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Photographed by Mignon Hemsley

Survival Tips For The Toddler Years

Written by Katie Hintz-Zambrano

Photography by Mignon Hemsley

Toddlers—they’re oh so cute. Of course, they sort of need to be, given the grief they often put their parents through. From throwing temper tantrums to blatant defiance of house rules, these little people love to push our buttons. And it doesn’t stop with the so-called “terrible twos.” For some kids the “terrible threes” turn into what one friend of ours describes as the “f*ck it fours.” To help deal with these trying times, we tapped Brigette Maas, a Registered Play Therapist who works with children and their families in Council Bluffs, Iowa. Here, the mother of three fills our tool box full of possible solutions for common toddler/little “big kid” conundrums. Check out her toddler behavior tips below!

Help Them Describe Their Feelings. Children often whine when they can’t find the words to describe their emotions. Teaching a child what the words “frustration” and “anger” mean, among other feelings, will help you get to the root of their issue and hopefully halt the whines. To help your child get acquainted with their many feelings, Maas recommends the following children’s books: The Way I Feel, How Are You Peeling? Foods With Moods, Calm-Down Time, When I Feel Angry, and When I Feel Jealous.

Play Hard-of-Hearing. When your child is whining, nicely tell her that you can only hear her words when she uses her “big girl voice” or “regular Amelia voice.” Don’t tell her in an annoyed tone, which can give her the negative reaction she craves. Once she uses her big girl voice, be sure to praise her. Say, “I love to hear your big girl voice,” and give a high five.

Baby Them. Children in this age range still need a lot of nurturing and connectedness from adults. Instead of saying “you’re a big boy, act like it,” Maas suggests setting aside five minutes of time to let your child be a baby (i.e. feel nurtured). That means wrapping them in your arms, telling them what they were like as babies, singing a song, telling them what you love about them, etc. Once the five minutes are up, say, “Okay, now can Charlie come back? I love how he has grown up so much…” and point out things your child can now do that he is big, like help rinse dishes, jump, and play in the playroom. Chances are, your child will want to “grow up” right away, sometimes before his/her five minutes of baby time are up. If your child still needs more “baby time,” let him know he just needs to use his words and ask for it.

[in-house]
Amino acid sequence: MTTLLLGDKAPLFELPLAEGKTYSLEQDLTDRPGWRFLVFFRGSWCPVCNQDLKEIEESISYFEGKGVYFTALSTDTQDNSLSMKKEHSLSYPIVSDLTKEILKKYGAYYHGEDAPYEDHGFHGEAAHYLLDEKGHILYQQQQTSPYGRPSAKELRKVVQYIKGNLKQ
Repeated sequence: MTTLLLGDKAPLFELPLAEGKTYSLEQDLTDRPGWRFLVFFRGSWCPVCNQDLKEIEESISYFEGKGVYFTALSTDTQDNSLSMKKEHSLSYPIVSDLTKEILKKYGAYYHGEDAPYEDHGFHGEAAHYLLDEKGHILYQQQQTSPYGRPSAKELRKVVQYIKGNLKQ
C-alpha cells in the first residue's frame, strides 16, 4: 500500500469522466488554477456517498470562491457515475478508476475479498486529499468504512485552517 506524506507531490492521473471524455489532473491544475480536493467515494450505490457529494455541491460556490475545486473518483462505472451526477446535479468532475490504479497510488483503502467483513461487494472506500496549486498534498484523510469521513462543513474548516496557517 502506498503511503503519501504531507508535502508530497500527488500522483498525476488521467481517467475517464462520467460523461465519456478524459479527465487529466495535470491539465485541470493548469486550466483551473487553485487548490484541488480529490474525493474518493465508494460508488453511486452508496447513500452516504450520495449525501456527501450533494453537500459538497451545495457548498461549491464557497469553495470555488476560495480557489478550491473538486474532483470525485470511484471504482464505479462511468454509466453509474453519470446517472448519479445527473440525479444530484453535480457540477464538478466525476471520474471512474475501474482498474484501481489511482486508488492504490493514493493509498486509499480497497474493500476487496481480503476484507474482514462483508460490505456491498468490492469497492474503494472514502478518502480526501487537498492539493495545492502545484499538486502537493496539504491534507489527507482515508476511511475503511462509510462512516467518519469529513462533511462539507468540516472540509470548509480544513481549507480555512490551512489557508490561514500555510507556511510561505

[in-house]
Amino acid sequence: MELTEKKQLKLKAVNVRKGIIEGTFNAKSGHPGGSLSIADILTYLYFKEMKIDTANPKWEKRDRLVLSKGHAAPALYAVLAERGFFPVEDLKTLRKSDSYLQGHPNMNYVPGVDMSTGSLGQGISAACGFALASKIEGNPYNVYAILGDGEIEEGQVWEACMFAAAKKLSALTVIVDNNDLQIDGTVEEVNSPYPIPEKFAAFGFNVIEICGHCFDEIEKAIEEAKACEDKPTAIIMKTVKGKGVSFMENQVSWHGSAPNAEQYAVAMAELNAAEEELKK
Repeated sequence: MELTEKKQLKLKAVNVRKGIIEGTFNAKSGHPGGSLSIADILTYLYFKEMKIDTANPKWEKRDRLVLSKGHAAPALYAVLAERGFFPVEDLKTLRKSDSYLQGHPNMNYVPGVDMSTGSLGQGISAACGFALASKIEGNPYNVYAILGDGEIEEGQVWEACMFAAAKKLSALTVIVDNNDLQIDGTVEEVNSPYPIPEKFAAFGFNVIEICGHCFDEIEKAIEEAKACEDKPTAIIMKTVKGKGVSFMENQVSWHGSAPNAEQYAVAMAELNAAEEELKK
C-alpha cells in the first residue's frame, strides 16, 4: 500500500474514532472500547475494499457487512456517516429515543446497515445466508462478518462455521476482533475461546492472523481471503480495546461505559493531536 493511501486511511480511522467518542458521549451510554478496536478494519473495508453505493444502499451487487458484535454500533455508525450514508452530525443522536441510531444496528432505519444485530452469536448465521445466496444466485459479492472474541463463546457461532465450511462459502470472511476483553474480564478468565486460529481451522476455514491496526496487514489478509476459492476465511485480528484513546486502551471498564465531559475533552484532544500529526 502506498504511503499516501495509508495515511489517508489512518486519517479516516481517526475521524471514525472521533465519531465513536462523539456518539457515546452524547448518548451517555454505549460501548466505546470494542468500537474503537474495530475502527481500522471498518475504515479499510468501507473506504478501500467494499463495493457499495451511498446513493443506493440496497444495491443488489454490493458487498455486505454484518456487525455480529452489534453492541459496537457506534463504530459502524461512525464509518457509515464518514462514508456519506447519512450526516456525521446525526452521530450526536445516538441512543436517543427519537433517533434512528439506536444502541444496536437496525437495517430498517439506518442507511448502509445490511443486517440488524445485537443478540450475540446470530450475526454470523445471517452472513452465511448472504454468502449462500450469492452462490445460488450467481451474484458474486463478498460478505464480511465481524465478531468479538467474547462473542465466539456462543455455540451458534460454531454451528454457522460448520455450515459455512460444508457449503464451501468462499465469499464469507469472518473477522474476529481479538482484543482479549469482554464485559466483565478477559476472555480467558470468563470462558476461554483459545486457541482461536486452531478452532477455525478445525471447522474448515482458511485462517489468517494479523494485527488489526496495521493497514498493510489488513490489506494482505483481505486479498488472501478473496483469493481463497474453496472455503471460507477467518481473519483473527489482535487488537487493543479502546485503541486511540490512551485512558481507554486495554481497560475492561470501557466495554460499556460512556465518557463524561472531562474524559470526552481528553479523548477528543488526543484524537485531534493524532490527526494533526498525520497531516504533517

Get Them To Eat. When kids feel frustrated, they usually resort to needing to control something, which often happens around mealtime or going to the bathroom. If you know your child likes the meal you made, but is still refusing it, Maas suggests saying, “You are wanting to pick something you want for dinner. It’s fun to have choices. So, you can have (insert the choices you already made for dinner).” If your child still refuses, don’t make a big fuss about it (that’s what the child wants). Instead, say “It’s here when you are ready to eat it,” and act like it doesn’t bother you. Try to distract him from the battle by asking him other things, like what his favorite toy was today or who he played with, etc. Give your child lots of attention for trying everything. And if he won’t eat, keep his plate in the fridge and warm it up when he is ready.

Try Stickers & Song. Maas, who has sought help for her own son’s eating issues, says she was advised to start a sticker chart. “I printed out a plate and let him put food stickers on the plate when he tries new things,” she explains. She and her family also now sing a silly song in which each member picks up a piece of food and sings about it: “This is the way we smell our food (sniff sniff…smell the food), this is the way we kiss our food (so it has to touch their mouth), this is the way we chomp our food (act like an animal and be dramatic).” If your kid spits out his food? Maas says don’t sweat it. At least he tried it. (For more tips on dealing with picky eaters, click here!)

Focus on Connecting. “A lot of early childhood research shows kids act out when they have a need to connect with us, prove they are capable, need to be challenged/stimulated more, or they feel like things are too chaotic and need help soothing (a nap, a snack, taking deep breaths, taking space away from everyone, running, jumping, playing, listening to music, hugs, etc.),” says Maas. “I love this list of 30 Joyful Ways to Connect with Your Child in Under 10 Minutes by Sue Lively.”

Keep Reading. There are plenty of great books for parents that help them navigate this tricky time. Maas likes 1-2-3 Magic: Effective Discipline for Children 2-12, 1-2-3 Magic For Kids, Parenting From The Inside Out, Discipline: The Brazelton Way, Touchpoints: Birth to Three, and Touchpoints: Three to Six.

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